1. Evidence. Any rule that excludes or suppresses evidence <despite many exceptions, hearsay has long been inadmissible under an exclusionary rule>. — aka exclusionary evidence rule.
2. Criminal procedure. A rule that excludes or suppresses evidence obtained in violation of an accused person’s constitutional rights <in accordance with the exclusionary rule, the court did not admit the drugs into evidence because they had been obtained during a warrantiess search of the defendant’s home>.
Excerpt from Wayne R. LaFave and Jerold H. Israel, Criminal Procedure (2d ed. 1992) (quoting Elkins v. U.S., 364 U.S. 206, 80 S.Ct. 1437 (1960); U.S. v. Calandra, 414 U.S. 338, 94 S.Ct. 613 (1974) (dissent)):
“The deterrence of unreasonable searches and seizures is a major purpose of the exclusionary rule. . . . But the rule serves other purposes as well. There is, for example, . . . ‘the imperative of judicial integrity,’ namely, that the courts do not become ‘accomplices in willful disobedience of a Constitution they are sworn to uphold.’ . . . A third purpose of the exclusionary rule . . . is that of ‘assuring the people — all potential victims of unlawful government conduct — that the government would not profit from its lawless behavior, thus minimizing the risk of seriously undermining popular trust in the government.” 
1. The rule of constitutional law that evidence secured by the police by means of an unreasonable search and seizure, in violation of the Fourth Amendment, cannot be used as evidence in a criminal prosecution. 
Various Exclusionary Rules:
fruit-of-the-poisonous-tree doctrine – evidence derived from an illegal search, arrest, or interrogation is inadmissible because the evidence (the “fruit”) was tainted by the illegality (the “poisonous tree”). — aka fruits doctrine.
inevitable-discovery rule – evidence obtained indirectly from an illegal search is admissible, and the illegality is harmless, if the evidence would have been obtained nevertheless in the ordinary course of police work. — aka inevitable-discovery doctrine; inevitable-disclosure doctrine.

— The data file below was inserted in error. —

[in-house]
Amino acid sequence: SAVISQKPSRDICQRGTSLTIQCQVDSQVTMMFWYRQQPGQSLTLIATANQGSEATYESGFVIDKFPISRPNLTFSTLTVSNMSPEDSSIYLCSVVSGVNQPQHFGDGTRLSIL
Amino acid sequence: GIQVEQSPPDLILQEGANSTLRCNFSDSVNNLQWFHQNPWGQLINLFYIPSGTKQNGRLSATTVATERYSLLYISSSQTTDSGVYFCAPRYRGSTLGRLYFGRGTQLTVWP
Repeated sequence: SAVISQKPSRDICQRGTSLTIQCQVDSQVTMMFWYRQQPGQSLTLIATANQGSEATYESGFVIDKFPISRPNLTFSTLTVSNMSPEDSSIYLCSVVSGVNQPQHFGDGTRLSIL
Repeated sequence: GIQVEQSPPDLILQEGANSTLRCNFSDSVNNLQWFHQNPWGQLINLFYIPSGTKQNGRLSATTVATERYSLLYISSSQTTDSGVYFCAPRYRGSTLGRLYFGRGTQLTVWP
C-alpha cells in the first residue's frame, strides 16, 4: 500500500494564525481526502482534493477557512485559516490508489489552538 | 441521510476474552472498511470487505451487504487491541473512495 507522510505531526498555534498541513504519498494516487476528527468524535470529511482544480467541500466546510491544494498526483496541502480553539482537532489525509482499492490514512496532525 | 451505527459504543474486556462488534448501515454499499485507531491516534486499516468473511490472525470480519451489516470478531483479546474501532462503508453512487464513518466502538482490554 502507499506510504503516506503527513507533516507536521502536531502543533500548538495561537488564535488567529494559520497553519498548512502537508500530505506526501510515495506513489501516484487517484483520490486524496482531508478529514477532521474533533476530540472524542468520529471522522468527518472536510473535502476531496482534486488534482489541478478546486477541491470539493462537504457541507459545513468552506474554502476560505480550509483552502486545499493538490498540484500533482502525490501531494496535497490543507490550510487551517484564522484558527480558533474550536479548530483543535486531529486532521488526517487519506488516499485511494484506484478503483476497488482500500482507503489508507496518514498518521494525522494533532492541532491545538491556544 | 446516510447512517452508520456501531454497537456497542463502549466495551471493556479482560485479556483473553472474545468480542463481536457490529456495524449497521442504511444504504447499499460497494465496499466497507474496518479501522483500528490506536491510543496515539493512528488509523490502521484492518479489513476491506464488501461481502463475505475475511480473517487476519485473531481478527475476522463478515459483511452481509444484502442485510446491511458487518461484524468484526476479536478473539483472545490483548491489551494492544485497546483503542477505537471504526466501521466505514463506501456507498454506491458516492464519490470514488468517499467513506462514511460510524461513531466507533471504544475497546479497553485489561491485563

- primary-evidence rule – when evidence sought in an illegal search is seized during that search, the inevitable-discovery doctrine does not apply.
In England, “Exclusionary Rule” was the term for for what is now called the “No-Recourse Rule”:
1. The traditional common-law rule barring recourse to legislative history as an aid in statutory interpretation. * The rule was first announced in the famous copyright case of Millar v. Taylor: “The sense and meaning of an Act of Parliament must be collected from what it says when passed into a law; and not from the history of changes it underwent in the house where it took its rise. That history is not known to the other house, or to the Sovereign.”  4 Burr. 2303, 2332, 98 Eng. Rep. 201, 217 (K.B.). The no-recourse rule was well accepted in the 18th-century America and was not seriously eroded until the mid-20th century.
See Hans W. Baade, “Original Intent” in Historical Perspective: Some Critical Glasses, 69 Tex. L. ev. 1001, 1010-11 (1991). — aka nonrecourse rule; no-legislative-history rule; (BrE) exclusionary rule. 
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: Black’s Law Dictionary Deluxe Tenth Edition by Henry Campbell Black & Editor in Chief Bryan A. Garner. ISBN: 978-0-314-62130-6
: Ballantine’s Law Dictionary with Pronunciations
Third Edition by James A. Ballantine (James Arthur 1871-1949). Edited by William S. Anderson. © 1969 by THE LAWYER’S CO-OPERATIVE PUBLISHING COMPANY. Library of Congress Catalog Card No. 68-30931
: : Wayne R. LaFave & Jerold H. Israel, Criminal Procedure 5 3.1, at 107 (2d ed. 1992) (quoting Elkins v. U.S., 364 U.S. 206, 80 S.Ct. 1437 (1960); U.S. v. Calandra, 414 U.S. 338, 94 S.Ct. 613 (1974) (dissent)).
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